For far too long, Canada’s hopes of summer Games glory rested on the shoulders of only a few.
But at Rio 2016, as the likes of Ryan Cochrane and Adam van Koeverden grow closer to the ends of their illustrious Olympic careers, we’ve seen the arrival of a new generation ready to lead the charge for Canada.
And most encouraging of all is the breadth of this generation’s talent, putting Team Canada at the forefront of events where a lot of Olympic success hasn’t been had in years – or, in some cases, ever.
The straightest line can be drawn between Cochrane and the massive success enjoyed by Canadians in the pool last week. Cochrane carried Canada through the aquatic wilderness, as the only swimmer to medal at Beijing 2008 and one of just two to do so in the pool at London 2012 after no Canadian swimmers hit the podium at Athens 2004.
Now, the cupboard is full of Canadian swimmers with shots at success at Tokyo 2020 and beyond. And it’s not just four-time medallist Penny Oleksiak, but also fellow 16-year-old and double medallist Taylor Ruck, 18-year-old Emily Overholt, 20-year-old Kylie Masse and 21-year-old Santo Condorelli.
Out on the track, there was another clear instance of the torch being passed. Andre De Grasse became the first Canadian in 20 years to reach the 100m final, and earned a bronze medal behind two of the most accomplished of all time, Usain Bolt and Justin Gatlin.
With Bolt and Gatlin likely competing in their final Olympics, many are already looking ahead to De Grasse doing at Tokyo 2020 what Donovan Bailey did at Atlanta 1996 – claiming the title of “world’s fastest man”.
But it’s not only De Grasse excelling in athletics. In Rio, Brianne Theisen-Eaton won Canada’s first ever medal in heptathlon and the first in a combined event since Seoul 1988. And while Shawn Barber came up short in his attempt to be Canada’s first Olympic pole vault medallist in 104 years, he did arrive in Rio as the reigning world champion.
Newly crowned Olympic champion Derek Drouin (high jump) has already increased Canada’s medal haul, and Damian Warner (decathlon) is also a strong contender to hit the podium before all is said and done in Rio. Four years ago it was Drouin who kept Canadian track and field from going medal-less in London.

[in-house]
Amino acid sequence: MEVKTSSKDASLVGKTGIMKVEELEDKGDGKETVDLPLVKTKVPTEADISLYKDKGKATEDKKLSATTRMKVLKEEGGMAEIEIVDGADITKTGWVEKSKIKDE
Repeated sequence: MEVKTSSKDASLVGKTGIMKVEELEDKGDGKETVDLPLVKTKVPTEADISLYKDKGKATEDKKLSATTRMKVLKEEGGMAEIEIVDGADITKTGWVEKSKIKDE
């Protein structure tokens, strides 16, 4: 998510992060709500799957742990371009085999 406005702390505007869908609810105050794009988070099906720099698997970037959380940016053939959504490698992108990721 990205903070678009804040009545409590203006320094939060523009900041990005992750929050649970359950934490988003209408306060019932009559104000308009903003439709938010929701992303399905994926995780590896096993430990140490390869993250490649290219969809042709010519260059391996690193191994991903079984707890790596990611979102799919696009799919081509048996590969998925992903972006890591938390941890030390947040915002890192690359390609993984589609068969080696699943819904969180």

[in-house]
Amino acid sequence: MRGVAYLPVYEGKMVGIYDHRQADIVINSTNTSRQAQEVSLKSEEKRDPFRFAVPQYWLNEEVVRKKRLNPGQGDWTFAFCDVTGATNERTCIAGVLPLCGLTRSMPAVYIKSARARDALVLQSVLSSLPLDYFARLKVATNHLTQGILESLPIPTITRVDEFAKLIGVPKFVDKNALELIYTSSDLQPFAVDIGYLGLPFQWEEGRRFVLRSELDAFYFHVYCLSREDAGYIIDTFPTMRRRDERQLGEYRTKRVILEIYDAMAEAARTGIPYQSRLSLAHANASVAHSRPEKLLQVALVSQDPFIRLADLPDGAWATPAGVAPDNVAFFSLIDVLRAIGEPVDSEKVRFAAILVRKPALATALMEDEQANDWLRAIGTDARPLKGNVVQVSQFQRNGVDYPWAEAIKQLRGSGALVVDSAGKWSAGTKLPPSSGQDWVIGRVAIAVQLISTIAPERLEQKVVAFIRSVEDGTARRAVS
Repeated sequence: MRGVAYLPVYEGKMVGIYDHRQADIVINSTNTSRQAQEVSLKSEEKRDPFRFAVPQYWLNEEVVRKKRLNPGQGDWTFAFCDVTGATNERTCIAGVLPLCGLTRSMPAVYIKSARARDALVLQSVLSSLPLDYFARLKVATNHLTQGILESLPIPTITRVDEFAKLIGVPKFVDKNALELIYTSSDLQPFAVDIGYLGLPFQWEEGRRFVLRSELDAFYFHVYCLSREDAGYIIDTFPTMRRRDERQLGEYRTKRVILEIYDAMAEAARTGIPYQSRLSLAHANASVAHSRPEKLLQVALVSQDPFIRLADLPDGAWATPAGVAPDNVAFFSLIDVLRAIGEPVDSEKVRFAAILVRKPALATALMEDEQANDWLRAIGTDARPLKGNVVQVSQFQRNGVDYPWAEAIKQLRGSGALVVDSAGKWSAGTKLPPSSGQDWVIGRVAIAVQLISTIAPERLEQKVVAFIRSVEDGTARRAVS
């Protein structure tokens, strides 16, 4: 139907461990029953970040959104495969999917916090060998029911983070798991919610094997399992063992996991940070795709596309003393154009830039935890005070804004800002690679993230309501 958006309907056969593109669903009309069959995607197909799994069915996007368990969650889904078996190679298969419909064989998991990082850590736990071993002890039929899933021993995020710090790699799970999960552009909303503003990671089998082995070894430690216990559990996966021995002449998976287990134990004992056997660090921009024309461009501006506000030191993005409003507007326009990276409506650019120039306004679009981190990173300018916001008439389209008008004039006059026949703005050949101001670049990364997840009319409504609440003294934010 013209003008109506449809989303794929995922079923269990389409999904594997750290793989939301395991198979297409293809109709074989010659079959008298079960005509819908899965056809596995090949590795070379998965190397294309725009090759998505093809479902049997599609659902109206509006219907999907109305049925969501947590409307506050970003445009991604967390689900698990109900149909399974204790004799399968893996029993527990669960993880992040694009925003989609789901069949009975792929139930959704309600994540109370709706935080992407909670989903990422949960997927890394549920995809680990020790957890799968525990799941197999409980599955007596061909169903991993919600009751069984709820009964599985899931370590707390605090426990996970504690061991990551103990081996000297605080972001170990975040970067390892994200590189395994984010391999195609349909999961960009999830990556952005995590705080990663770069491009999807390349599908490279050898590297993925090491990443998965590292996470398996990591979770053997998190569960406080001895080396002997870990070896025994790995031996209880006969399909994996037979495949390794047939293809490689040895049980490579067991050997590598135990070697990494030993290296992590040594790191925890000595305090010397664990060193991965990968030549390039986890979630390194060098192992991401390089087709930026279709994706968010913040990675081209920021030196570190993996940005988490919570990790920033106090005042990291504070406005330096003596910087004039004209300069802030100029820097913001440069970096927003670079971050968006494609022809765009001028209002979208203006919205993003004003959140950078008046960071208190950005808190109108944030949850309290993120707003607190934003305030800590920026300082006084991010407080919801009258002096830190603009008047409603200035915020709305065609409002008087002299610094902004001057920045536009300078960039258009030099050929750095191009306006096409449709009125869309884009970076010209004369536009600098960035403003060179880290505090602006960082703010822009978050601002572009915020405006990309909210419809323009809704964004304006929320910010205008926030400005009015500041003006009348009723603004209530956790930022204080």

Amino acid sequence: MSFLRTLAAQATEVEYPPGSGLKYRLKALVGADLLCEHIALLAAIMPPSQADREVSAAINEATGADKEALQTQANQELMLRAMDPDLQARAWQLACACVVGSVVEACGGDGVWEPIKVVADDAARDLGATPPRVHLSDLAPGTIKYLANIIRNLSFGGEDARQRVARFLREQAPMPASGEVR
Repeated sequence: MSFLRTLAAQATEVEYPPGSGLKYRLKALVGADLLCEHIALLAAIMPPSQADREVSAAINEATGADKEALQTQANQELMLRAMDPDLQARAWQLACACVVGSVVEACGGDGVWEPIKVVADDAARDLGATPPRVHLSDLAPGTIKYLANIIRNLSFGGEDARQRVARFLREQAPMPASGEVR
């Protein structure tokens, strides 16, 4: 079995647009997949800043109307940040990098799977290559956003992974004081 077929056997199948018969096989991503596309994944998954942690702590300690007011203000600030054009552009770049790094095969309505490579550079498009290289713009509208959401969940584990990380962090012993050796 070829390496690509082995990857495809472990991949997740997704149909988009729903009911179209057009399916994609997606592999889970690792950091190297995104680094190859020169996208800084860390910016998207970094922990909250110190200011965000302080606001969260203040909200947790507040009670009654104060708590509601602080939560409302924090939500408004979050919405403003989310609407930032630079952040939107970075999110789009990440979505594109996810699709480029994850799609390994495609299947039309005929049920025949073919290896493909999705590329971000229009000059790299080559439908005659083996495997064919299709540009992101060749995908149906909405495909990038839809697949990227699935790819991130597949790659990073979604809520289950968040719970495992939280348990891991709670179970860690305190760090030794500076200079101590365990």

Elsewhere at the Games, team sports are once again turning into a potential source of summer hardware for Canada, after a drought of more than 70 years.
The bronze in women’s soccer at London 2012 was the nation’s first summer medal in a traditional team sport since silver in men’s basketball at Berlin 1936.
In Rio, the women’s soccer team will challenge for a medal yet again, with a talented young core that includes the likes of 21-year-old Janine Beckie, 20-year-old Kadeisha Buchanan, 18-year-old Jessie Fleming and 17-year-old Deanne Rose.
Canada has already made the most of the addition of rugby sevens to the Olympic program, winning the first-ever bronze medal on the women’s side to inspire untold numbers of young rugby players across the country.
On the basketball court, 20-year-old Kia Nurse emerged as a star in Olympic qualifying. While Canada fell short of a medal, losing to France in the quarterfinals, Nurse, 21-year-old Nirra Fields and 22-year-old Natalie Achonwa will look to meet that challenge.
Canada also broke a drought on the volleyball court this year, qualifying its indoor men’s team for the first time since Barcelona 1992. The team went on to post upset wins over the United States and Italy, en route to their first appearance in the Olympic quarterfinals since Los Angeles 1984.
So although the likes of Cochrane and van Koeverden may not have gotten the results they’d hoped for in Rio, they can rest assured that Canadian summer sports are being left in many good hands.